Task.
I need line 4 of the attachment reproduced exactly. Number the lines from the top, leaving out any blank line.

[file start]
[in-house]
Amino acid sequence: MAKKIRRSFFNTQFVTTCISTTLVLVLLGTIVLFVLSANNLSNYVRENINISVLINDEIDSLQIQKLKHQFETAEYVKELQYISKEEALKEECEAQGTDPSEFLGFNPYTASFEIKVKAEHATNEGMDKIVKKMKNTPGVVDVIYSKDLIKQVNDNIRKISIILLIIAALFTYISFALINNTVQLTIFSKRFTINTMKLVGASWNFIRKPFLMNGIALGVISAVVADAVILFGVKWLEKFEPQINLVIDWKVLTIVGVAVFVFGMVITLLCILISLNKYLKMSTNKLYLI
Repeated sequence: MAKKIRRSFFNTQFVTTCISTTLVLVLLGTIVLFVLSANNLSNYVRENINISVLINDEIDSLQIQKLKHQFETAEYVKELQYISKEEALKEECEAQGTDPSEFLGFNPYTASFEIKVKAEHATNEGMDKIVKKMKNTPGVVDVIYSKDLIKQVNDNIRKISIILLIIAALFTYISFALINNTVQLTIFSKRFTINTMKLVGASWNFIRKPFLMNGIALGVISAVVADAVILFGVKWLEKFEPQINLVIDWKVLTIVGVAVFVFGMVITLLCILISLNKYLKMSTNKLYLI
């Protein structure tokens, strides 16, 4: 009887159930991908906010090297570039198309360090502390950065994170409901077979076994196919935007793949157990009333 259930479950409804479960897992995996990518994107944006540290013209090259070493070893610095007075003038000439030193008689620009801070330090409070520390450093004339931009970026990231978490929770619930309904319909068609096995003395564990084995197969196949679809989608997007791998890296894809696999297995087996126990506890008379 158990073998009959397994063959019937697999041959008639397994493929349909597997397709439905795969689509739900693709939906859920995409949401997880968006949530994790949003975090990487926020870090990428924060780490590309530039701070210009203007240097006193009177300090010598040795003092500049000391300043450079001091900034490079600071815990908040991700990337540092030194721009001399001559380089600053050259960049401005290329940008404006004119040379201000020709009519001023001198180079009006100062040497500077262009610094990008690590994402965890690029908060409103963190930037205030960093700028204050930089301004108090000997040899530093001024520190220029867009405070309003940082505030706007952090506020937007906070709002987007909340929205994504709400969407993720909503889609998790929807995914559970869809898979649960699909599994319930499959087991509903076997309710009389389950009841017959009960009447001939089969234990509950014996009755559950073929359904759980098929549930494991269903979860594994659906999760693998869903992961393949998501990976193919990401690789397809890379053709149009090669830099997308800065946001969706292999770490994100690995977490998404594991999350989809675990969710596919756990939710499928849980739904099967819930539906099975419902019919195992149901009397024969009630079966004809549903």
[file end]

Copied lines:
């Protein structure tokens, strides 16, 4: 009887159930991908906010090297570039198309360090502390950065994170409901077979076994196919935007793949157990009333 259930479950409804479960897992995996990518994107944006540290013209090259070493070893610095007075003038000439030193008689620009801070330090409070520390450093004339931009970026990231978490929770619930309904319909068609096995003395564990084995197969196949679809989608997007791998890296894809696999297995087996126990506890008379 158990073998009959397994063959019937697999041959008639397994493929349909597997397709439905795969689509739900693709939906859920995409949401997880968006949530994790949003975090990487926020870090990428924060780490590309530039701070210009203007240097006193009177300090010598040795003092500049000391300043450079001091900034490079600071815990908040991700990337540092030194721009001399001559380089600053050259960049401005290329940008404006004119040379201000020709009519001023001198180079009006100062040497500077262009610094990008690590994402965890690029908060409103963190930037205030960093700028204050930089301004108090000997040899530093001024520190220029867009405070309003940082505030706007952090506020937007906070709002987007909340929205994504709400969407993720909503889609998790929807995914559970869809898979649960699909599994319930499959087991509903076997309710009389389950009841017959009960009447001939089969234990509950014996009755559950073929359904759980098929549930494991269903979860594994659906999760693998869903992961393949998501990976193919990401690789397809890379053709149009090669830099997308800065946001969706292999770490994100690995977490998404594991999350989809675990969710596919756990939710499928849980739904099967819930539906099975419902019919195992149901009397024969009630079966004809549903």